Gasoline and Oil Resistance

The following article is from The Great Soviet Encyclopedia (1979). It might be outdated or ideologically biased.

Gasoline and Oil Resistance

 

the ability of polymeric materials to resist the action of liquid fuels and oils. On contact with the hydrocarbons contained in the fuel or oil, the majority of polymers swell, as a result of which their strength is reduced and their relative elongation and flexibility are altered. The change of mass, volume, or any of the strength indexes of the material during its exposure to a given medium for a specific length of time can serve as the criterion of gasoline and oil resistance.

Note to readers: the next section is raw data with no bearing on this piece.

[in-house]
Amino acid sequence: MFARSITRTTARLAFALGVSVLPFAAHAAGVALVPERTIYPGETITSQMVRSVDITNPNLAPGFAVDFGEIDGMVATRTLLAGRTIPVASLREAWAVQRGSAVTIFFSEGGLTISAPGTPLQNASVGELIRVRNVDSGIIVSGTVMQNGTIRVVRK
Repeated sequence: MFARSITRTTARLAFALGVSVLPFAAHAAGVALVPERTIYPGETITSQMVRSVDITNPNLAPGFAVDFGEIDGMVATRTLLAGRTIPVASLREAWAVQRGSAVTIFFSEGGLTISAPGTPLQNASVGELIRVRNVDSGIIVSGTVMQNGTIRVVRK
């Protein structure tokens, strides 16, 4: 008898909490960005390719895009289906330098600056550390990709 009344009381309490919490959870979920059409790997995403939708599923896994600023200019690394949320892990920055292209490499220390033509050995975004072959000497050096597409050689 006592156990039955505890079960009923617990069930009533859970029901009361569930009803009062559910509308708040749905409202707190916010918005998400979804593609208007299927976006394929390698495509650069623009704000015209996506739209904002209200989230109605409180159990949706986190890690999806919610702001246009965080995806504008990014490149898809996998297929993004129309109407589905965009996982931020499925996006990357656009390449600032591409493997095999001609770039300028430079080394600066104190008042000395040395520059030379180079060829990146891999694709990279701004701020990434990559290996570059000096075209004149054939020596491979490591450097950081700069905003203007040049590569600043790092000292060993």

Gasoline and oil resistance depends on the chemical constitution of the polymer, its structure, the degree of curing (vulcanization), and the composition of the material of which the polymer is part, as well as on the thickness and porosity of the item. Polyamides, polyvinyl alcohol, polyethers, butadiene-nitrile rubbers, and fluorine-containing rubbers have high gasoline and oil resistance. In view of the fact that polymeric materials are often utilized in contact with hydrocarbons and oils, their resistance to the action of these reagents is of great practical value.

The Great Soviet Encyclopedia, 3rd Edition (1970-1979). © 2010 The Gale Group, Inc. All rights reserved.